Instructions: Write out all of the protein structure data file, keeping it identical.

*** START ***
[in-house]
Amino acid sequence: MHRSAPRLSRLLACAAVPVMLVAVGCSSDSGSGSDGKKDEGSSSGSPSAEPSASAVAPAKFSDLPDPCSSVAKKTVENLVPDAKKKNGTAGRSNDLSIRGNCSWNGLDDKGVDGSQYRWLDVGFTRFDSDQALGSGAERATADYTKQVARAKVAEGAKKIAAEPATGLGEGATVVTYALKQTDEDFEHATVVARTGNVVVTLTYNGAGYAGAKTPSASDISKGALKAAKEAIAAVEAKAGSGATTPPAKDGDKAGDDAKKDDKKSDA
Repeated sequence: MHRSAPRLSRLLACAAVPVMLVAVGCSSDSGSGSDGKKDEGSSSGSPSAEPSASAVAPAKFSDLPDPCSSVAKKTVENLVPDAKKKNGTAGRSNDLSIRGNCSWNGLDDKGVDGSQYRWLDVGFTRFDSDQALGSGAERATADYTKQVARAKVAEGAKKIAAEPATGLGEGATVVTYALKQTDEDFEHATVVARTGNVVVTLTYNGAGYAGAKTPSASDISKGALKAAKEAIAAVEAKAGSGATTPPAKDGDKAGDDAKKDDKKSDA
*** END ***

[in-house]
Amino acid sequence: MHRSAPRLSRLLACAAVPVMLVAVGCSSDSGSGSDGKKDEGSSSGSPSAEPSASAVAPAKFSDLPDPCSSVAKKTVENLVPDAKKKNGTAGRSNDLSIRGNCSWNGLDDKGVDGSQYRWLDVGFTRFDSDQALGSGAERATADYTKQVARAKVAEGAKKIAAEPATGLGEGATVVTYALKQTDEDFEHATVVARTGNVVVTLTYNGAGYAGAKTPSASDISKGALKAAKEAIAAVEAKAGSGATTPPAKDGDKAGDDAKKDDKKSDA
Repeated sequence: MHRSAPRLSRLLACAAVPVMLVAVGCSSDSGSGSDGKKDEGSSSGSPSAEPSASAVAPAKFSDLPDPCSSVAKKTVENLVPDAKKKNGTAGRSNDLSIRGNCSWNGLDDKGVDGSQYRWLDVGFTRFDSDQALGSGAERATADYTKQVARAKVAEGAKKIAAEPATGLGEGATVVTYALKQTDEDFEHATVVARTGNVVVTLTYNGAGYAGAKTPSASDISKGALKAAKEAIAAVEAKAGSGATTPPAKDGDKAGDDAKKDDKKSDA